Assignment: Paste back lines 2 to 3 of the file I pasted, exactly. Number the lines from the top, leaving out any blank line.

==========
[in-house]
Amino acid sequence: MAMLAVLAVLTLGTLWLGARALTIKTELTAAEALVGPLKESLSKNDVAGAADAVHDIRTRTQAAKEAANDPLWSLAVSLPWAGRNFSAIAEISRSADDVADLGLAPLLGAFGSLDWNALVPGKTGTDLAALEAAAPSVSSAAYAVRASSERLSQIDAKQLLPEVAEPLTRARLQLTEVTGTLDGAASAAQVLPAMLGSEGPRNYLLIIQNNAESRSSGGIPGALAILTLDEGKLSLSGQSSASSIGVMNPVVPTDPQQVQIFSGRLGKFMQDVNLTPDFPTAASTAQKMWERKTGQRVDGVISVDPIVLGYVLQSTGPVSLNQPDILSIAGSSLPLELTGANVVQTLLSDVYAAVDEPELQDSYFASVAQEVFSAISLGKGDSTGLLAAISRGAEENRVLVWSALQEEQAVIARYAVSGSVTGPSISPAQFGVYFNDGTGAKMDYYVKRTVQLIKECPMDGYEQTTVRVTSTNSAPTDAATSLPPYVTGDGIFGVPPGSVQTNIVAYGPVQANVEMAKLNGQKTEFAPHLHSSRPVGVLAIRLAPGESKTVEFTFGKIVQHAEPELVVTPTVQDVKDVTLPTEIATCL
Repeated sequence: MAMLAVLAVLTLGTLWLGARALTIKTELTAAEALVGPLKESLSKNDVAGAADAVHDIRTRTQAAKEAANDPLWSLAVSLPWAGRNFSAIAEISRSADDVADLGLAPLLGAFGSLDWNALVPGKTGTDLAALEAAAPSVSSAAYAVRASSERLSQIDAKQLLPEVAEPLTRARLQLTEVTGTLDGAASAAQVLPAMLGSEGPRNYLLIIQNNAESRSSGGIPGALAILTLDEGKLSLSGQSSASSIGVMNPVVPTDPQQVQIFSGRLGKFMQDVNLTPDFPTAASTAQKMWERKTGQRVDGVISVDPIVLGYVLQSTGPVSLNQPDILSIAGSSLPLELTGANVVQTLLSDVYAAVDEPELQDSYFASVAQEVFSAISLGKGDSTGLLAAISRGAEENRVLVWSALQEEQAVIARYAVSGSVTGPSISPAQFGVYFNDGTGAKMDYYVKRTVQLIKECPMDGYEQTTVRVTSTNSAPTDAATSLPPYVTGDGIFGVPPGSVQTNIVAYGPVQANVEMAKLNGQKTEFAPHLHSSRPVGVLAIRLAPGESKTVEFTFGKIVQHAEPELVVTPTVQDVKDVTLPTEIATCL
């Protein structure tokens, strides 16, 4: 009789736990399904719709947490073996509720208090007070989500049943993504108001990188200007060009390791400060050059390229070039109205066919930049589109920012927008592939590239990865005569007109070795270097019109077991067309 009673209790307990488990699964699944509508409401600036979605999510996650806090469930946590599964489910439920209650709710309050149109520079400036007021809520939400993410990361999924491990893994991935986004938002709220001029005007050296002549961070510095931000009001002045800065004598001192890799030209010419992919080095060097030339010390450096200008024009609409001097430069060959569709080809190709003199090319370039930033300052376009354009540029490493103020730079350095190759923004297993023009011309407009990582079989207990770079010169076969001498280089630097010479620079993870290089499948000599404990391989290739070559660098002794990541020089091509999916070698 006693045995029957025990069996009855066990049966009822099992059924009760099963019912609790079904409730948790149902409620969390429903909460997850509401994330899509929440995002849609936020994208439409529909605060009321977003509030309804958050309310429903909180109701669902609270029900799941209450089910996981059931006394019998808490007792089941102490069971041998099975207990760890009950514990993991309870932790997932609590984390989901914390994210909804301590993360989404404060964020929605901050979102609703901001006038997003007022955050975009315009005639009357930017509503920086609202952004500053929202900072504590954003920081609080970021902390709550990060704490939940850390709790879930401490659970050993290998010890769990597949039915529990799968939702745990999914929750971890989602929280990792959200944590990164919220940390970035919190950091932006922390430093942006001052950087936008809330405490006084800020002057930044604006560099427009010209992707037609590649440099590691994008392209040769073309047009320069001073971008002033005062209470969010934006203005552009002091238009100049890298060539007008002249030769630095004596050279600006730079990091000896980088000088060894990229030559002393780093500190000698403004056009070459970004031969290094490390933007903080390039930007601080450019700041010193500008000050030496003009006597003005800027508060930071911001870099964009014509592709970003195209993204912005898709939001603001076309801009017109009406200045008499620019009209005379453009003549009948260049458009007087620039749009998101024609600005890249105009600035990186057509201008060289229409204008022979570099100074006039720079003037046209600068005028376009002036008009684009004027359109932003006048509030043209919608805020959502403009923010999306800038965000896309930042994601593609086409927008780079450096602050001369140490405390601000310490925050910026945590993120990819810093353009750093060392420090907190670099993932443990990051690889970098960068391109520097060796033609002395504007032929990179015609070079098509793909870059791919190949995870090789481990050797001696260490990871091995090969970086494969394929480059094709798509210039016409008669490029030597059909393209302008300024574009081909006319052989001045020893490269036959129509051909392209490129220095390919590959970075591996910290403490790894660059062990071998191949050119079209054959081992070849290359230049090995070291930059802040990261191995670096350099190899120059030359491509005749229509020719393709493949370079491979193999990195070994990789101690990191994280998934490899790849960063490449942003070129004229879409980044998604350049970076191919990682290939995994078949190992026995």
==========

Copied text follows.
Amino acid sequence: MAMLAVLAVLTLGTLWLGARALTIKTELTAAEALVGPLKESLSKNDVAGAADAVHDIRTRTQAAKEAANDPLWSLAVSLPWAGRNFSAIAEISRSADDVADLGLAPLLGAFGSLDWNALVPGKTGTDLAALEAAAPSVSSAAYAVRASSERLSQIDAKQLLPEVAEPLTRARLQLTEVTGTLDGAASAAQVLPAMLGSEGPRNYLLIIQNNAESRSSGGIPGALAILTLDEGKLSLSGQSSASSIGVMNPVVPTDPQQVQIFSGRLGKFMQDVNLTPDFPTAASTAQKMWERKTGQRVDGVISVDPIVLGYVLQSTGPVSLNQPDILSIAGSSLPLELTGANVVQTLLSDVYAAVDEPELQDSYFASVAQEVFSAISLGKGDSTGLLAAISRGAEENRVLVWSALQEEQAVIARYAVSGSVTGPSISPAQFGVYFNDGTGAKMDYYVKRTVQLIKECPMDGYEQTTVRVTSTNSAPTDAATSLPPYVTGDGIFGVPPGSVQTNIVAYGPVQANVEMAKLNGQKTEFAPHLHSSRPVGVLAIRLAPGESKTVEFTFGKIVQHAEPELVVTPTVQDVKDVTLPTEIATCL
Repeated sequence: MAMLAVLAVLTLGTLWLGARALTIKTELTAAEALVGPLKESLSKNDVAGAADAVHDIRTRTQAAKEAANDPLWSLAVSLPWAGRNFSAIAEISRSADDVADLGLAPLLGAFGSLDWNALVPGKTGTDLAALEAAAPSVSSAAYAVRASSERLSQIDAKQLLPEVAEPLTRARLQLTEVTGTLDGAASAAQVLPAMLGSEGPRNYLLIIQNNAESRSSGGIPGALAILTLDEGKLSLSGQSSASSIGVMNPVVPTDPQQVQIFSGRLGKFMQDVNLTPDFPTAASTAQKMWERKTGQRVDGVISVDPIVLGYVLQSTGPVSLNQPDILSIAGSSLPLELTGANVVQTLLSDVYAAVDEPELQDSYFASVAQEVFSAISLGKGDSTGLLAAISRGAEENRVLVWSALQEEQAVIARYAVSGSVTGPSISPAQFGVYFNDGTGAKMDYYVKRTVQLIKECPMDGYEQTTVRVTSTNSAPTDAATSLPPYVTGDGIFGVPPGSVQTNIVAYGPVQANVEMAKLNGQKTEFAPHLHSSRPVGVLAIRLAPGESKTVEFTFGKIVQHAEPELVVTPTVQDVKDVTLPTEIATCL